Spectating from the stadium floor provided me with a new perspective on a sport that I’ve been watching and tracking for nearly two decades.
These riders are modern-day gladiators. Their athletic ability and control over a full-size motorcycle is impressive. Many have factory support from Honda, Yamaha, Kawasaki, and KTM to prepare their bikes. Two classes based primarily on engine displacement—250cc and 450cc—compete in respective races on purpose-built, temporary courses. Picture a traveling circus with motorcycles.
The hardest thing to comprehend is the scale of some of the features. Tractors push dirt into giant mounds on the floor. The banked corners are nearly five-feet tall, and the jumps look more like walls when facing them head-on. Then, there is a section of tightly spaced bumps of dirt called “whoops.”
The whoops section looks massive. I have been watching Supercross for a long time but often from the relative comfort of my own couch, or, more accurately, the carpeted floor in front of my parents cathode ray tube television. Glowing images of colorful bikes and riders darted from side-to-side and the suspension movement captivated my young brain. The whoops section has always been my favorite of the tracks. It’s often where races are won … and lost. Get it right, and you have an advantage over the competition. Get it wrong, and you’ll at least need a new pair of pants. Possibly a cast.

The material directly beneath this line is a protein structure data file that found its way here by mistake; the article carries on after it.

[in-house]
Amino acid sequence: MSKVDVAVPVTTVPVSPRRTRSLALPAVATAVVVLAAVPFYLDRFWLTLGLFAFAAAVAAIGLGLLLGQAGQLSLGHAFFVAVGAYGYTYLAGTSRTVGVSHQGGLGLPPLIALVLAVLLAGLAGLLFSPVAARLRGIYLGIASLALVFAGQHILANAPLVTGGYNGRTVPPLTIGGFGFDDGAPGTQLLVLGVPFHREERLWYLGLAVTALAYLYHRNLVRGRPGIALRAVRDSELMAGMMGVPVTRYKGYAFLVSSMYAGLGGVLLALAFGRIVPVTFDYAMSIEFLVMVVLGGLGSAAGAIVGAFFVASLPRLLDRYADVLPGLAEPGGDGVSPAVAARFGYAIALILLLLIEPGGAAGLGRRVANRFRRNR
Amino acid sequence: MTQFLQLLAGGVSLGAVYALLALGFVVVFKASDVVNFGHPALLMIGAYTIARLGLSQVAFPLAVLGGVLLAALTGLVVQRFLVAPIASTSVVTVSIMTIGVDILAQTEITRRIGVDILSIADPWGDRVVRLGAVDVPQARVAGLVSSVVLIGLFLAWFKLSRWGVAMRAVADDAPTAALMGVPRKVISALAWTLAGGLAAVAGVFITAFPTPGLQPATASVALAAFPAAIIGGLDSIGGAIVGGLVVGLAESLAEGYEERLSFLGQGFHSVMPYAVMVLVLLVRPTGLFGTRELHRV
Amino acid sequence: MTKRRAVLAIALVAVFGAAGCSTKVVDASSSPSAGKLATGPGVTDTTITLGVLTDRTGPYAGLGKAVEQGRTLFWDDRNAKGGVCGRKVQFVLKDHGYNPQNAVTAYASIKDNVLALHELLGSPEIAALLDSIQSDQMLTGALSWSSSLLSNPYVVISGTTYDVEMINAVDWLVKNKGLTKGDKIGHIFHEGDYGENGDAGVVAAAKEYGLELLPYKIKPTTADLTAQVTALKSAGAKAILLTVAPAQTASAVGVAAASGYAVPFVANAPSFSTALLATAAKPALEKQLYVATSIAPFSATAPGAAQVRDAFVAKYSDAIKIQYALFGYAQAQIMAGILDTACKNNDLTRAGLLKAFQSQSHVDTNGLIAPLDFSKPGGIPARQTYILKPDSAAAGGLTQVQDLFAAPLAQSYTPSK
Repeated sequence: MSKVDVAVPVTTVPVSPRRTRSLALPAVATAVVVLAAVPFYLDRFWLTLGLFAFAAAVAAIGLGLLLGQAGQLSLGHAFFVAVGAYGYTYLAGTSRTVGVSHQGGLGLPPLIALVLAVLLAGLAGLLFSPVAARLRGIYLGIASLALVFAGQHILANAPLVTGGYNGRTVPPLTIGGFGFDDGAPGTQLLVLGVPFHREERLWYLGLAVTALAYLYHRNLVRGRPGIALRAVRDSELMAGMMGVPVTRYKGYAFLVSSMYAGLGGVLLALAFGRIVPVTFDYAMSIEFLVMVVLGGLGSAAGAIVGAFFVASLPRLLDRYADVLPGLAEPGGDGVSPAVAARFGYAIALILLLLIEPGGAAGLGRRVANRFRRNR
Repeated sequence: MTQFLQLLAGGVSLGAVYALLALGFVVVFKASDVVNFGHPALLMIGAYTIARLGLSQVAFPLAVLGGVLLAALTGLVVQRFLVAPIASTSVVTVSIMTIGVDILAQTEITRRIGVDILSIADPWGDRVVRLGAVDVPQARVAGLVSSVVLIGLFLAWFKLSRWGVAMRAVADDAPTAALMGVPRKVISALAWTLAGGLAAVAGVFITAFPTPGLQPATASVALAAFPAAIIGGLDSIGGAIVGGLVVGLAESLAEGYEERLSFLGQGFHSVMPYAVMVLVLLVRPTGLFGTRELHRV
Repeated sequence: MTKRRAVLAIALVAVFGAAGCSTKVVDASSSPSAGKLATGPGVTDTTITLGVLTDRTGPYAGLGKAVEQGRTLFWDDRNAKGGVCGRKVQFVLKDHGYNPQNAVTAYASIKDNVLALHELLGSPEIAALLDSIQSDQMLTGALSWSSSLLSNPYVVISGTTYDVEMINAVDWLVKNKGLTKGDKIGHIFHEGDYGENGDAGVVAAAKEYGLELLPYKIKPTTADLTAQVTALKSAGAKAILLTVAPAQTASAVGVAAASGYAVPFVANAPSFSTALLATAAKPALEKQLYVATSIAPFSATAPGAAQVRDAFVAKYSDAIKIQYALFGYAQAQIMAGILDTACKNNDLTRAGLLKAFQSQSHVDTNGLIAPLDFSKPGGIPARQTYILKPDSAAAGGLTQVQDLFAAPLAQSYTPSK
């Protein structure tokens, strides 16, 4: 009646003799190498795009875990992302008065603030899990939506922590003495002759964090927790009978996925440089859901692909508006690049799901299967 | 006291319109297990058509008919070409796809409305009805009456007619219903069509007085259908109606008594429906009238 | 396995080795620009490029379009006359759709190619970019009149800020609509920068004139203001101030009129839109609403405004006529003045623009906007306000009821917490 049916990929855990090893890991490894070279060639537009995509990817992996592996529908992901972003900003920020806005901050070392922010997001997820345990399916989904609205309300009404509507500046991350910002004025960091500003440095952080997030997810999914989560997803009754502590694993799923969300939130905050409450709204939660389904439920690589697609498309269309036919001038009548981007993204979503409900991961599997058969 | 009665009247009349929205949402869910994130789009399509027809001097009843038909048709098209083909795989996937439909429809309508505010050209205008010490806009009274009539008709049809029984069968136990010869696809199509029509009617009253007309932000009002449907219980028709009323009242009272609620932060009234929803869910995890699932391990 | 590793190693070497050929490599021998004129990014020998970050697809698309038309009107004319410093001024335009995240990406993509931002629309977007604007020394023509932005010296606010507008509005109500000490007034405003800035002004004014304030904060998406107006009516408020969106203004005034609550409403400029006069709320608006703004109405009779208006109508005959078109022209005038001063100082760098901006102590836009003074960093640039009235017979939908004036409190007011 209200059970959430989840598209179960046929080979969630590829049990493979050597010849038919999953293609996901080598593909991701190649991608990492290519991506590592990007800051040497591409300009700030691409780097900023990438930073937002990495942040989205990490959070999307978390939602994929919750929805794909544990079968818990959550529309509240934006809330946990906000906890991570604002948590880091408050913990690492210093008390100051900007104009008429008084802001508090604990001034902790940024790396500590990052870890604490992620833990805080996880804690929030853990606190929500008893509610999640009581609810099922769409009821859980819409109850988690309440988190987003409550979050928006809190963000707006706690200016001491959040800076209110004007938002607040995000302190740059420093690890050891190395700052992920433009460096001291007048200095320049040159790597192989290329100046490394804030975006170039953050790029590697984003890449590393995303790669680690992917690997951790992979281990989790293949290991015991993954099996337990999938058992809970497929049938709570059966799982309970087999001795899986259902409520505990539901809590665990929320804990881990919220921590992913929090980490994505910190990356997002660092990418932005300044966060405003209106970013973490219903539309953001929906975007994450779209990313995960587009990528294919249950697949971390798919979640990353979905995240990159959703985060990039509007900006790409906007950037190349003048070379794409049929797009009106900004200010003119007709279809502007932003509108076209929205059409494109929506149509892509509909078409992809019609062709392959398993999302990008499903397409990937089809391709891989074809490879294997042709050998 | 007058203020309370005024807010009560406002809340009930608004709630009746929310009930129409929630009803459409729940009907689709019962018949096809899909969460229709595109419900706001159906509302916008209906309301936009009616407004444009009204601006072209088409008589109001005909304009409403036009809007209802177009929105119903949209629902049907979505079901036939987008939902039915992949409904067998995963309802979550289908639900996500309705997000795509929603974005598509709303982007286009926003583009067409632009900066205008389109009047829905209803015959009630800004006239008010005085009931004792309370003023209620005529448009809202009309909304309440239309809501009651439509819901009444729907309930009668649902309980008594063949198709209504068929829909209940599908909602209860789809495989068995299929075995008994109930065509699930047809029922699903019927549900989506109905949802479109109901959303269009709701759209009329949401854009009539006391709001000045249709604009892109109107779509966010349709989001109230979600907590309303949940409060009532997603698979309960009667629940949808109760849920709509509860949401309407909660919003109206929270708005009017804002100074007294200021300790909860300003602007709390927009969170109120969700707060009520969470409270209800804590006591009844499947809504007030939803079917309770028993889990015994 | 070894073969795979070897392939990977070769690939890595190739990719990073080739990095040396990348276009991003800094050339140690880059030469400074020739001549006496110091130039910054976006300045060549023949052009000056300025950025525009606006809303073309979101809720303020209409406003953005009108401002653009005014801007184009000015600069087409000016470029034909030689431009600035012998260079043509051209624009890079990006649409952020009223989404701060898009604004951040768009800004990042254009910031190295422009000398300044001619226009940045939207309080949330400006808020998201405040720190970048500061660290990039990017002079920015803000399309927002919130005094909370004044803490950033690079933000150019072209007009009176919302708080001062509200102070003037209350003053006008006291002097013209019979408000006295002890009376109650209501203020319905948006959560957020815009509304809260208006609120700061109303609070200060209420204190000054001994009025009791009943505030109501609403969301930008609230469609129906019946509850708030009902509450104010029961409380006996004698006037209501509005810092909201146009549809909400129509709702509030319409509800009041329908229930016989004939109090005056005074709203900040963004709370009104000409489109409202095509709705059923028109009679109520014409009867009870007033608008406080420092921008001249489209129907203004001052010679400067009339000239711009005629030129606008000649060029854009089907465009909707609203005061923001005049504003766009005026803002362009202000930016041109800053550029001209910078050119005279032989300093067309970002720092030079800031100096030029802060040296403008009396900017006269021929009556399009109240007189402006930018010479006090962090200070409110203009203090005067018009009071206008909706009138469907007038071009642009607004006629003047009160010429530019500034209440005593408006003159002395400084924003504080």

Only after standing off to the side of the whoops section during the first 250cc heat race did I even begin to grasp that those whoops are nearly waist-high on my six-foot frame.
Another thing that just doesn’t come through on television is the sound. It’s a blast of noise and fury as the machines go ripping by. The bikes’ exhaust notes creates a constant hum in the background of most video shots of the action, which can be distracting on television.
Not in person.